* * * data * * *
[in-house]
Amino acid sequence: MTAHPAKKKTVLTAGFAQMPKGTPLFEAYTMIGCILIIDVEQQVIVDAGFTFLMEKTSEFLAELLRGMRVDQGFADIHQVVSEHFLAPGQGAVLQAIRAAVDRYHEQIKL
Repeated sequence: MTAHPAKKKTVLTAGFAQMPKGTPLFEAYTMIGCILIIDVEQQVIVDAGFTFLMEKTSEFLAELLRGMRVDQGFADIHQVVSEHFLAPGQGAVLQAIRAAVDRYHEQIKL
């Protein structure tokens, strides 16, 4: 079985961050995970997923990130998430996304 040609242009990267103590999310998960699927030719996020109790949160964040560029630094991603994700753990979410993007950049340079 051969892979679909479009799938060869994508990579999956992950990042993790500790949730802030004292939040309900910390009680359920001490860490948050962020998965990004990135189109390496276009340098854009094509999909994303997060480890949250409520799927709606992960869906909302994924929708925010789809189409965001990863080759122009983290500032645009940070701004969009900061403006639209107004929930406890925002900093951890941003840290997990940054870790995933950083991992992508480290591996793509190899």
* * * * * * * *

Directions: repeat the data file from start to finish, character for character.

[in-house]
Amino acid sequence: MTAHPAKKKTVLTAGFAQMPKGTPLFEAYTMIGCILIIDVEQQVIVDAGFTFLMEKTSEFLAELLRGMRVDQGFADIHQVVSEHFLAPGQGAVLQAIRAAVDRYHEQIKL
Repeated sequence: MTAHPAKKKTVLTAGFAQMPKGTPLFEAYTMIGCILIIDVEQQVIVDAGFTFLMEKTSEFLAELLRGMRVDQGFADIHQVVSEHFLAPGQGAVLQAIRAAVDRYHEQIKL
């Protein structure tokens, strides 16, 4: 079985961050995970997923990130998430996304 040609242009990267103590999310998960699927030719996020109790949160964040560029630094991603994700753990979410993007950049340079 051969892979679909479009799938060869994508990579999956992950990042993790500790949730802030004292939040309900910390009680359920001490860490948050962020998965990004990135189109390496276009340098854009094509999909994303997060480890949250409520799927709606992960869906909302994924929708925010789809189409965001990863080759122009983290500032645009940070701004969009900061403006639209107004929930406890925002900093951890941003840290997990940054870790995933950083991992992508480290591996793509190899």